A game and swing built on rhythm and tempo.
One of Europe's greatest players of the early seventies.
In a small elite group of Ryder Cup legends.
Born in 1948 in Dulwich, London.
An eighteen-year-old Peter Oosterhuis swing finish. The recoiled drop of the arms is the final frame of his teenage swing. The high-speed film was made by Irv Schloss in 1967, shortly before Oosterhuis turned professional.
A dominant force during the formative years of the European tour, Oosterhuis was four times in succession (1971-1974) the winner of the order of merit. He would become a Ryder Cup star and be enrolled in the Ryder Cup Hall of Fame. The record books tell us he had a singles record of 6 wins, a half, and no losses. Although he lost his singles matches, playing for Europe, in his final two Ryder Cup matches, he finished with a 6–2–1 record in singles and with 6½ points is only ½ point behind the overall Ryder Cup singles record of 7 points held by 5 players, including Arnold Palmer. Most impressive of all is that the Oosterhuis record was made in an era where the Americans dominated every match.
It took a couple of meetings before respect for the Oosterhuis matchplay quality was recognized. One classic tale has Lee Trevino, at the 1973 showdown, telling his teammates, “If I don’t beat Oosterhuis, I’ll kiss every ass in this room.” After halving the match, Trevino entered the U.S. locker room and found all of his teammates sitting with their pants around their ankles.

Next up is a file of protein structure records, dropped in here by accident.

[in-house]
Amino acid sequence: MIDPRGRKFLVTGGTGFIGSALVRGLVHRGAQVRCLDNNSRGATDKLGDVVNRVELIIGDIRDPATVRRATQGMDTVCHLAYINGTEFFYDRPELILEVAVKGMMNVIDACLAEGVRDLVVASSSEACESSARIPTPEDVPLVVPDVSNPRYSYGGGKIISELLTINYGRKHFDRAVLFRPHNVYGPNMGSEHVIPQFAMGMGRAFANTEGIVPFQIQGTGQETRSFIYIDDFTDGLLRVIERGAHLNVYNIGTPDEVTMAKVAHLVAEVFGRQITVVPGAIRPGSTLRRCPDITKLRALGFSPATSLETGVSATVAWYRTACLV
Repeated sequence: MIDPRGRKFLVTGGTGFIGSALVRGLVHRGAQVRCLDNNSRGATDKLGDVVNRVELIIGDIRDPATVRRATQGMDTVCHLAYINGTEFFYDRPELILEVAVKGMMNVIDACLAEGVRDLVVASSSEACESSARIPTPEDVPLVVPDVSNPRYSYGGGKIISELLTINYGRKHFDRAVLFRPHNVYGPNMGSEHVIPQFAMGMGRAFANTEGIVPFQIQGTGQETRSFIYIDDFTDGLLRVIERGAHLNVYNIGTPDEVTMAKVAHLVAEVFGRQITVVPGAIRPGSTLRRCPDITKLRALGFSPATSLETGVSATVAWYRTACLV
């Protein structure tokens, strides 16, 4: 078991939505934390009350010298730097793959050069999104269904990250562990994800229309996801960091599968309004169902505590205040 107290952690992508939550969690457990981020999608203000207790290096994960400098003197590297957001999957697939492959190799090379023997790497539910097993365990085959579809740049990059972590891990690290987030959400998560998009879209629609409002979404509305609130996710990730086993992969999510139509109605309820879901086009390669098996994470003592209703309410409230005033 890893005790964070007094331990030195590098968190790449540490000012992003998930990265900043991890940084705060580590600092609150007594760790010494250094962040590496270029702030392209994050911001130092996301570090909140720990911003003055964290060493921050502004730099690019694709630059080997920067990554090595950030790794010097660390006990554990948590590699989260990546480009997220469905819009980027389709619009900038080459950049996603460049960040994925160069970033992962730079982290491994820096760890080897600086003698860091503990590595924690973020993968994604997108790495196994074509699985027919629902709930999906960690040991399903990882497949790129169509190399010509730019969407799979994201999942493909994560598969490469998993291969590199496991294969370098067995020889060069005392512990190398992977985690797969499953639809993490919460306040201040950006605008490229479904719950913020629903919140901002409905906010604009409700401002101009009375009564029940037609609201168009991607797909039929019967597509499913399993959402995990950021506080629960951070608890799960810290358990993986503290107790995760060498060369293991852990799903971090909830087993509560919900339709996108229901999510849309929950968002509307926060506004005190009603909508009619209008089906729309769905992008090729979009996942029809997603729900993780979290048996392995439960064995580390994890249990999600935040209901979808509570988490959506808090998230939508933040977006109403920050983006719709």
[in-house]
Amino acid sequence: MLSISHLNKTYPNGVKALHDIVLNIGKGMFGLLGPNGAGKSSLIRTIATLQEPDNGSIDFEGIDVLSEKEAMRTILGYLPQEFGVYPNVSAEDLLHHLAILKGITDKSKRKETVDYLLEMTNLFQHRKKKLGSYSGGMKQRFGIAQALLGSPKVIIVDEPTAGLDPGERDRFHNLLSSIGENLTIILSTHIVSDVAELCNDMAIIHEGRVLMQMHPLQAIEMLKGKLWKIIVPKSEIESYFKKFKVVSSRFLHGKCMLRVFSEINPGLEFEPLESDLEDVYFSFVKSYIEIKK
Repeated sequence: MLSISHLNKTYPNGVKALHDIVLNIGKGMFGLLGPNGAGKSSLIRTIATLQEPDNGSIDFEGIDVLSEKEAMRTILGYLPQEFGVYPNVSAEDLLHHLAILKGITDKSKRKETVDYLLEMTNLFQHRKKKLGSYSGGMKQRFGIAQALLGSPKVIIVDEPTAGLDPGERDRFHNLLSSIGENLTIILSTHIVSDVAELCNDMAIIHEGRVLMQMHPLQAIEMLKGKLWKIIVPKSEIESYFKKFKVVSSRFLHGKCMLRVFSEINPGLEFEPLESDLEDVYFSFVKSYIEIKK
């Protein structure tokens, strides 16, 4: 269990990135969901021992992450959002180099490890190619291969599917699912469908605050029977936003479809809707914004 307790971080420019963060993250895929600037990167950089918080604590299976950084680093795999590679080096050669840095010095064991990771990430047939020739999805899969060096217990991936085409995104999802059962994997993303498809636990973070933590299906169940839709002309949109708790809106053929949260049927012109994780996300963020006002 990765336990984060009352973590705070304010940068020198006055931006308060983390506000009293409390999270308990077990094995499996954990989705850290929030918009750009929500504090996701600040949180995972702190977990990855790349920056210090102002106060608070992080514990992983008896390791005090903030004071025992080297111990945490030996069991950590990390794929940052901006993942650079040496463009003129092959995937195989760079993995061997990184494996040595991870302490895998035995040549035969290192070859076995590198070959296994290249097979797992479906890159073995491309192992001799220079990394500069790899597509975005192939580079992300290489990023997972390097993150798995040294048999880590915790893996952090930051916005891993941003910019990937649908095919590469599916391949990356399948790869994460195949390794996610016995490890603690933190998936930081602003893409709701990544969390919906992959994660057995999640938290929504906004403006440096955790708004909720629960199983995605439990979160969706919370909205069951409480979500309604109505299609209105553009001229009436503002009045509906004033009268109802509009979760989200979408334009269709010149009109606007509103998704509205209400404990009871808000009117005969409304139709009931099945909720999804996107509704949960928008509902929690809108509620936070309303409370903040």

A formidable trio. The three greats stood over a period that gave most opponents little hope of success.
Peter Oosterhuis started the game a little after his 12th birthday. He was given free membership as a junior from the Dulwich and Sydenham golf club, although his first great interest was in picking the blackberries surrounding the perimeters of the course. It took the young man a while to fall in love with the game, being a natural athlete and able to perform well in all sports he tried. When the bug did bite He practiced for hours each day hitting balls from a ball bag, collecting, and then repeating the process. It took only two years, from his early beginnings, to break par. He later mentioned that his progression was helped by the luck that his local club had several good players he could compete with. The progressing amateur career of Oosterhuis (or Oosty as he was affectionally called) was short and successful. In 1966, at the age of 17, he won the Berkshire trophy after beating veteran Michael Bonnallack and then went on to win the British youth championship, finishing four strokes better than second place.
Michael Bonallack and David Saddler look on as 18-year-old Oosty drives against the wind in the 1967 Walker Cup at Royal St. Georges.
As a result, Oosterhuis was picked to represent Gt. Britain and Ireland in the Walker Cup of 1967. He managed to take one and a half points in the foursomes but suffered a 6 and 4 thrashing against Robert Dickson (who later achieved modest success on the PGA Tour ), and lost his final game in a closely fought match on the final day.
After starting his career as an insurance broker Oosterhuis decided in 1968, at the age of 20 years old, to take the path of professional golf. The decision finally fell after his success in the Walker Cup.